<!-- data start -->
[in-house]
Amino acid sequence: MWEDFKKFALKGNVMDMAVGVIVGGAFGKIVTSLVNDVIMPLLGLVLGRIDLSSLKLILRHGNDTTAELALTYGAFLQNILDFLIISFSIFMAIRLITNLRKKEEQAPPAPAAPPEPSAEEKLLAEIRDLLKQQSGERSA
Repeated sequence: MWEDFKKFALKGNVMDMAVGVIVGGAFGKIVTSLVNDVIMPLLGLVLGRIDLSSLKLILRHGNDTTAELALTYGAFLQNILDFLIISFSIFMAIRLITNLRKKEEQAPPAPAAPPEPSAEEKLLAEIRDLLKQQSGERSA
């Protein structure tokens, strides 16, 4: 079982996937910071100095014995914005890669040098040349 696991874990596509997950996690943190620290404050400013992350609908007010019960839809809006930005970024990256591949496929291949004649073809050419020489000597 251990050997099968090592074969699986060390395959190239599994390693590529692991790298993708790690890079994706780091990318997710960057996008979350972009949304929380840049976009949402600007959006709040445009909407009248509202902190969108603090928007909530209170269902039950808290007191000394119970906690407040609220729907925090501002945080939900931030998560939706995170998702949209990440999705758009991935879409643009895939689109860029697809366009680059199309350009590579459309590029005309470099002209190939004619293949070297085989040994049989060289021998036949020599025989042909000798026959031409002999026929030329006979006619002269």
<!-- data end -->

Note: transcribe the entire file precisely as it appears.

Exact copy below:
[in-house]
Amino acid sequence: MWEDFKKFALKGNVMDMAVGVIVGGAFGKIVTSLVNDVIMPLLGLVLGRIDLSSLKLILRHGNDTTAELALTYGAFLQNILDFLIISFSIFMAIRLITNLRKKEEQAPPAPAAPPEPSAEEKLLAEIRDLLKQQSGERSA
Repeated sequence: MWEDFKKFALKGNVMDMAVGVIVGGAFGKIVTSLVNDVIMPLLGLVLGRIDLSSLKLILRHGNDTTAELALTYGAFLQNILDFLIISFSIFMAIRLITNLRKKEEQAPPAPAAPPEPSAEEKLLAEIRDLLKQQSGERSA
């Protein structure tokens, strides 16, 4: 079982996937910071100095014995914005890669040098040349 696991874990596509997950996690943190620290404050400013992350609908007010019960839809809006930005970024990256591949496929291949004649073809050419020489000597 251990050997099968090592074969699986060390395959190239599994390693590529692991790298993708790690890079994706780091990318997710960057996008979350972009949304929380840049976009949402600007959006709040445009909407009248509202902190969108603090928007909530209170269902039950808290007191000394119970906690407040609220729907925090501002945080939900931030998560939706995170998702949209990440999705758009991935879409643009895939689109860029697809366009680059199309350009590579459309590029005309470099002209190939004619293949070297085989040994049989060289021998036949020599025989042909000798026959031409002999026929030329006979006619002269």